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smartphone medicine

It is estimated that one in five Americans have a health ‘app’ on their smart phone. One of the first uses of such an ‘app’ was to monitor vital signs such as a runner’s heart rate, by connecting a sensor from the body to a smart phone.

Smart phones are already in use to take blood pressure and even do an EKG. Currently in development is a product called iTest which will begin by testing for strep throat. This is done by swabbing the throat, placing the swab into a vial of liquid, which is then placed into the iTest device, and in turn, is plugged into the phone to be analyzed.

The producers of iTest are also developing tests for HIV and MRSA, a common infection that is particularly difficult to treat. They are also working on tests for the flu, malaria and sexually transmitted diseases. Another test can detect troponin which will help verify if someone has had a heart attack. The iTest is anticipated to sell for about $150 plus the test kits.

Other tests may soon be integrated with the cell phone. For blood, it includes cholesterol, potassium, hemoglobin, kidney, liver, and thyroid function, and some toxins (poisons). For urine, it can test for infections, protein, and HCG (a hormone to monitor high risk pregnancies.) Saliva can be tested for influenza. It will even test one’s breath for alcohol level, heart failure, and drugs like marijuana, cocaine, heroin, and amphetamines. In development are tests for certain cancers such as lung, ovarian, breast, and prostate, which will be detected by analyzing one’s breath.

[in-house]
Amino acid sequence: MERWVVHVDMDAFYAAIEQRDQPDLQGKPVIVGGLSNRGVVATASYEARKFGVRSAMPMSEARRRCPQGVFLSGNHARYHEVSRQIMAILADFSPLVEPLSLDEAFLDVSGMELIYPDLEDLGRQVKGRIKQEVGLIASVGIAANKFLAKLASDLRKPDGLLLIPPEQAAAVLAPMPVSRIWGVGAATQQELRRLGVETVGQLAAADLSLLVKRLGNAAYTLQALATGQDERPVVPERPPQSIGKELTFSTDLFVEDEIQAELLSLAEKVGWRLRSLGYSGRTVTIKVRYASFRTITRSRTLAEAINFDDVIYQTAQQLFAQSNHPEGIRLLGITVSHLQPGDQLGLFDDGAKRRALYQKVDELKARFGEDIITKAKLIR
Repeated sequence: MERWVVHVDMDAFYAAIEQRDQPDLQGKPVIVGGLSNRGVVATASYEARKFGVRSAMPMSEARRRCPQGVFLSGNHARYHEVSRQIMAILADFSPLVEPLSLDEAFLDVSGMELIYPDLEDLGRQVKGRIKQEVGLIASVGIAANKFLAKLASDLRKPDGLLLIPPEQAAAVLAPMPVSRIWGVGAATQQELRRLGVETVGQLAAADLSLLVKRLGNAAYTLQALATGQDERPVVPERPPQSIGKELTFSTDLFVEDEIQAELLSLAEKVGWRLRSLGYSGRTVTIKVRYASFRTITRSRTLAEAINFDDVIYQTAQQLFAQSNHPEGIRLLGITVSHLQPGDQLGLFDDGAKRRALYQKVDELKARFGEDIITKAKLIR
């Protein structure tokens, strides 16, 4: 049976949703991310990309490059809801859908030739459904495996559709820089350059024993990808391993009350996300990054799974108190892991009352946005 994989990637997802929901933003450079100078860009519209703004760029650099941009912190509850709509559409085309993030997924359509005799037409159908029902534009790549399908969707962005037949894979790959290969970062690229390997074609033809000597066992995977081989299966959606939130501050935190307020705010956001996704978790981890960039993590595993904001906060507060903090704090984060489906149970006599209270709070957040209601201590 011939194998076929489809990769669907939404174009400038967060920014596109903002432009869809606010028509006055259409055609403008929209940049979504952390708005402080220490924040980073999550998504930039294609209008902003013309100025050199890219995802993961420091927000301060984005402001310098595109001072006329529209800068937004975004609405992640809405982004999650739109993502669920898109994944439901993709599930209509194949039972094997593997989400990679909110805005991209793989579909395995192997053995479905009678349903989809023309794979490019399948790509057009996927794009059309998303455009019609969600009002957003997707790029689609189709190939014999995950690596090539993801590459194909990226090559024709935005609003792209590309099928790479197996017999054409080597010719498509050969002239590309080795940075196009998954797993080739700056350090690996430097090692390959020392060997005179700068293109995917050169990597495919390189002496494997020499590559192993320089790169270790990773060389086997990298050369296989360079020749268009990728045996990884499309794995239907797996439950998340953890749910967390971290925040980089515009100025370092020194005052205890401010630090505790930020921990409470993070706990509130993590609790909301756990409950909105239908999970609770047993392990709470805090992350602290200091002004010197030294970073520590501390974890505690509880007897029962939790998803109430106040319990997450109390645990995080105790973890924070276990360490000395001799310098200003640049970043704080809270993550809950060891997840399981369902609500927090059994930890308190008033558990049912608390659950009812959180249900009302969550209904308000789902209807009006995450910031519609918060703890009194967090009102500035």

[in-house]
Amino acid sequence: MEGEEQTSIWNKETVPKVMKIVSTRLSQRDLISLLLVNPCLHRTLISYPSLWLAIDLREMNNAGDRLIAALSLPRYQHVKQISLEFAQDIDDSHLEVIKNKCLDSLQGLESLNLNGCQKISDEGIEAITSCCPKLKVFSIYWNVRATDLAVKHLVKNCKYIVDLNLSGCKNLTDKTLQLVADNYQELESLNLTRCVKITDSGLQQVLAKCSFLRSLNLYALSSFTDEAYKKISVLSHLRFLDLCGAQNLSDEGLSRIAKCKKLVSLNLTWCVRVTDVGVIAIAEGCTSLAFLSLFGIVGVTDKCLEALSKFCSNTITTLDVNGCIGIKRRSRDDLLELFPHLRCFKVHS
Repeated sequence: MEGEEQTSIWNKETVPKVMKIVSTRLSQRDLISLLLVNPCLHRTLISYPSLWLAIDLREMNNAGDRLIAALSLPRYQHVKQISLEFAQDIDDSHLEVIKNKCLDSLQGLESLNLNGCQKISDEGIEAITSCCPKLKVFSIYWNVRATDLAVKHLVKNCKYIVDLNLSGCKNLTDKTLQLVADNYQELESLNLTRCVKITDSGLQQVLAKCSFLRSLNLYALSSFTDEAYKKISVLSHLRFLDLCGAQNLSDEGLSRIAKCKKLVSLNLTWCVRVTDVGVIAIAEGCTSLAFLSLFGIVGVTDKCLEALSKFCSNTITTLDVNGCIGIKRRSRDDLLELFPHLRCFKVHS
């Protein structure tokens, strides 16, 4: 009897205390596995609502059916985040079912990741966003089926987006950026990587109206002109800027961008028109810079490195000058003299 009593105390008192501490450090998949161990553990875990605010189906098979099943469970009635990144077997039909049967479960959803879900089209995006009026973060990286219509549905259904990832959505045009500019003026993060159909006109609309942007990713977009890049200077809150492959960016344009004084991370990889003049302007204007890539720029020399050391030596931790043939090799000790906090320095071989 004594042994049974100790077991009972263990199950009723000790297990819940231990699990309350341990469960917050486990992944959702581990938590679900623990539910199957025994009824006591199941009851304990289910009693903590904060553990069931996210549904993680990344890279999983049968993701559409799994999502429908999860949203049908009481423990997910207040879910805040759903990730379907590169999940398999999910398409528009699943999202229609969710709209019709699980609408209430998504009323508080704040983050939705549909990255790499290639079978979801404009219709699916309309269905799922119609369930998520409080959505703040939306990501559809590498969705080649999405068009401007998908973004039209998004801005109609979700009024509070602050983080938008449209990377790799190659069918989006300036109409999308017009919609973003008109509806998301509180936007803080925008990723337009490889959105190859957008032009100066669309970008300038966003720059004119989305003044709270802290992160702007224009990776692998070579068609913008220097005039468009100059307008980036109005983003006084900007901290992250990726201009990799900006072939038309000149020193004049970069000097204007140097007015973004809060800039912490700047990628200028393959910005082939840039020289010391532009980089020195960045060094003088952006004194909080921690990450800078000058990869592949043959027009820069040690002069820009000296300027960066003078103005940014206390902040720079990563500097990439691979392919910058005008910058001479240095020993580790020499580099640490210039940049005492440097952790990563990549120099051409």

In the works are ‘apps’ that will allow one to wear wireless sensors to detect blood oxygen and blood glucose levels, blood pressure and heart rhythms. This information can be sent to your health care provider.

We now have the ability to take a picture of a rash with a smart phone and download an ‘app’ to process the image and receive a text with the most likely diagnosis. Then it will advise whether you can treat it yourself, or if you should see your doctor.

Also in development are hand held devices that can take X ray, MRI, and ultrasound images which will incorporate the use of smart phones.

The goal of the smart phone in medicine is not just for an individual’s use. It has tremendous applications for use in third world countries as well as remote and resource poor areas. Some of the information I have provided may seem quite farfetched, but I do believe it will become a big part of our future.

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